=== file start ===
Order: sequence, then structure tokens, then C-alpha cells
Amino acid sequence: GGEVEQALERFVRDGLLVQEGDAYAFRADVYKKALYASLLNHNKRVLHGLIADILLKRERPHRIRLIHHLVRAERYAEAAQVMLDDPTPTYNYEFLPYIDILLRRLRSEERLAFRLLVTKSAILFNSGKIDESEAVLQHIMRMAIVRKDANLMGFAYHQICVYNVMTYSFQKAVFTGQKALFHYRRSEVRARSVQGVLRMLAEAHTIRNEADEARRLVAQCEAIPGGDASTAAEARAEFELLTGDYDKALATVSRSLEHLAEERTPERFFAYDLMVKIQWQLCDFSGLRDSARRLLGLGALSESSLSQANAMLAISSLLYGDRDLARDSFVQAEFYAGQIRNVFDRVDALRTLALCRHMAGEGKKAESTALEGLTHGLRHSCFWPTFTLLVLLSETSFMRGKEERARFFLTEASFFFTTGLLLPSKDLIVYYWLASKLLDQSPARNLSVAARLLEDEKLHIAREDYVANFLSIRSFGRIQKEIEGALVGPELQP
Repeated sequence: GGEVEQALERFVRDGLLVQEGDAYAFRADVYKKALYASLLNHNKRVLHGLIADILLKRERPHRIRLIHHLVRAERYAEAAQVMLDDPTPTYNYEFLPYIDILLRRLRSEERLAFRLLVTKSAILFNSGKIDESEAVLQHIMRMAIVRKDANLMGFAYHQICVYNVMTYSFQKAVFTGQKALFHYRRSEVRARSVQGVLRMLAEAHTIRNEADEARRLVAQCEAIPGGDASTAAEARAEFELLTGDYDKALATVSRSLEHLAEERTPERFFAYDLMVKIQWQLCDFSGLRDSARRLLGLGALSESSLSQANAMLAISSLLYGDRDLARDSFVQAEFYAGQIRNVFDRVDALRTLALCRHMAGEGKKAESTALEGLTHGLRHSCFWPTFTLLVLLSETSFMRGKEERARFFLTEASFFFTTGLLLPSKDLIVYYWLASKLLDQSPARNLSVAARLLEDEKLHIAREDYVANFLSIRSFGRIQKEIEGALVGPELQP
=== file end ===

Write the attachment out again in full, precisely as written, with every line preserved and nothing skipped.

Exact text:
Order: sequence, then structure tokens, then C-alpha cells
Amino acid sequence: GGEVEQALERFVRDGLLVQEGDAYAFRADVYKKALYASLLNHNKRVLHGLIADILLKRERPHRIRLIHHLVRAERYAEAAQVMLDDPTPTYNYEFLPYIDILLRRLRSEERLAFRLLVTKSAILFNSGKIDESEAVLQHIMRMAIVRKDANLMGFAYHQICVYNVMTYSFQKAVFTGQKALFHYRRSEVRARSVQGVLRMLAEAHTIRNEADEARRLVAQCEAIPGGDASTAAEARAEFELLTGDYDKALATVSRSLEHLAEERTPERFFAYDLMVKIQWQLCDFSGLRDSARRLLGLGALSESSLSQANAMLAISSLLYGDRDLARDSFVQAEFYAGQIRNVFDRVDALRTLALCRHMAGEGKKAESTALEGLTHGLRHSCFWPTFTLLVLLSETSFMRGKEERARFFLTEASFFFTTGLLLPSKDLIVYYWLASKLLDQSPARNLSVAARLLEDEKLHIAREDYVANFLSIRSFGRIQKEIEGALVGPELQP
Repeated sequence: GGEVEQALERFVRDGLLVQEGDAYAFRADVYKKALYASLLNHNKRVLHGLIADILLKRERPHRIRLIHHLVRAERYAEAAQVMLDDPTPTYNYEFLPYIDILLRRLRSEERLAFRLLVTKSAILFNSGKIDESEAVLQHIMRMAIVRKDANLMGFAYHQICVYNVMTYSFQKAVFTGQKALFHYRRSEVRARSVQGVLRMLAEAHTIRNEADEARRLVAQCEAIPGGDASTAAEARAEFELLTGDYDKALATVSRSLEHLAEERTPERFFAYDLMVKIQWQLCDFSGLRDSARRLLGLGALSESSLSQANAMLAISSLLYGDRDLARDSFVQAEFYAGQIRNVFDRVDALRTLALCRHMAGEGKKAESTALEGLTHGLRHSCFWPTFTLLVLLSETSFMRGKEERARFFLTEASFFFTTGLLLPSKDLIVYYWLASKLLDQSPARNLSVAARLLEDEKLHIAREDYVANFLSIRSFGRIQKEIEGALVGPELQP